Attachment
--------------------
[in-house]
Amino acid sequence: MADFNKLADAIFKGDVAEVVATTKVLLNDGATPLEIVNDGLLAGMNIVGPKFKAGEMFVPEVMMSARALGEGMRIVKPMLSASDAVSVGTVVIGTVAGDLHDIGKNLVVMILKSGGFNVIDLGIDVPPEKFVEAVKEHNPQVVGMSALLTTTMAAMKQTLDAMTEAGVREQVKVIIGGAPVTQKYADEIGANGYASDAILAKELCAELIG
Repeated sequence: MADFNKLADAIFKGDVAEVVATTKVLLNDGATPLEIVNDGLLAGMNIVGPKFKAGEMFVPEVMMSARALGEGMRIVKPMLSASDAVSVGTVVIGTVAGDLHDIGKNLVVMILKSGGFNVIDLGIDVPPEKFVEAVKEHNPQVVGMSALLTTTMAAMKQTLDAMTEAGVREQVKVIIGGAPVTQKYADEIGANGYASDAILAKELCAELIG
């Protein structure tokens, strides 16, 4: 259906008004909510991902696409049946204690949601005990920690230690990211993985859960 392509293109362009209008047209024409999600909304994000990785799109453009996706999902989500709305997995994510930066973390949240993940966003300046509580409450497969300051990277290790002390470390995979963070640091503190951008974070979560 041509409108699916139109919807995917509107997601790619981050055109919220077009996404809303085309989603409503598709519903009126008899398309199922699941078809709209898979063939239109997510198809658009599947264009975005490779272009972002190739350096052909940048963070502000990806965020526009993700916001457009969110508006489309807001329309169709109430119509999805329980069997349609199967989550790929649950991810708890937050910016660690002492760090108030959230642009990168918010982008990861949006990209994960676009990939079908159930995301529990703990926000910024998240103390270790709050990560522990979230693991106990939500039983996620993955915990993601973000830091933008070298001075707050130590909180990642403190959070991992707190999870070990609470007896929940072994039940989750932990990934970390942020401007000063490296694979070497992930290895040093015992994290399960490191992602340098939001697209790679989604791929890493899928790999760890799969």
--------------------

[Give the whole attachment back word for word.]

[in-house]
Amino acid sequence: MADFNKLADAIFKGDVAEVVATTKVLLNDGATPLEIVNDGLLAGMNIVGPKFKAGEMFVPEVMMSARALGEGMRIVKPMLSASDAVSVGTVVIGTVAGDLHDIGKNLVVMILKSGGFNVIDLGIDVPPEKFVEAVKEHNPQVVGMSALLTTTMAAMKQTLDAMTEAGVREQVKVIIGGAPVTQKYADEIGANGYASDAILAKELCAELIG
Repeated sequence: MADFNKLADAIFKGDVAEVVATTKVLLNDGATPLEIVNDGLLAGMNIVGPKFKAGEMFVPEVMMSARALGEGMRIVKPMLSASDAVSVGTVVIGTVAGDLHDIGKNLVVMILKSGGFNVIDLGIDVPPEKFVEAVKEHNPQVVGMSALLTTTMAAMKQTLDAMTEAGVREQVKVIIGGAPVTQKYADEIGANGYASDAILAKELCAELIG
């Protein structure tokens, strides 16, 4: 259906008004909510991902696409049946204690949601005990920690230690990211993985859960 392509293109362009209008047209024409999600909304994000990785799109453009996706999902989500709305997995994510930066973390949240993940966003300046509580409450497969300051990277290790002390470390995979963070640091503190951008974070979560 041509409108699916139109919807995917509107997601790619981050055109919220077009996404809303085309989603409503598709519903009126008899398309199922699941078809709209898979063939239109997510198809658009599947264009975005490779272009972002190739350096052909940048963070502000990806965020526009993700916001457009969110508006489309807001329309169709109430119509999805329980069997349609199967989550790929649950991810708890937050910016660690002492760090108030959230642009990168918010982008990861949006990209994960676009990939079908159930995301529990703990926000910024998240103390270790709050990560522990979230693991106990939500039983996620993955915990993601973000830091933008070298001075707050130590909180990642403190959070991992707190999870070990609470007896929940072994039940989750932990990934970390942020401007000063490296694979070497992930290895040093015992994290399960490191992602340098939001697209790679989604791929890493899928790999760890799969």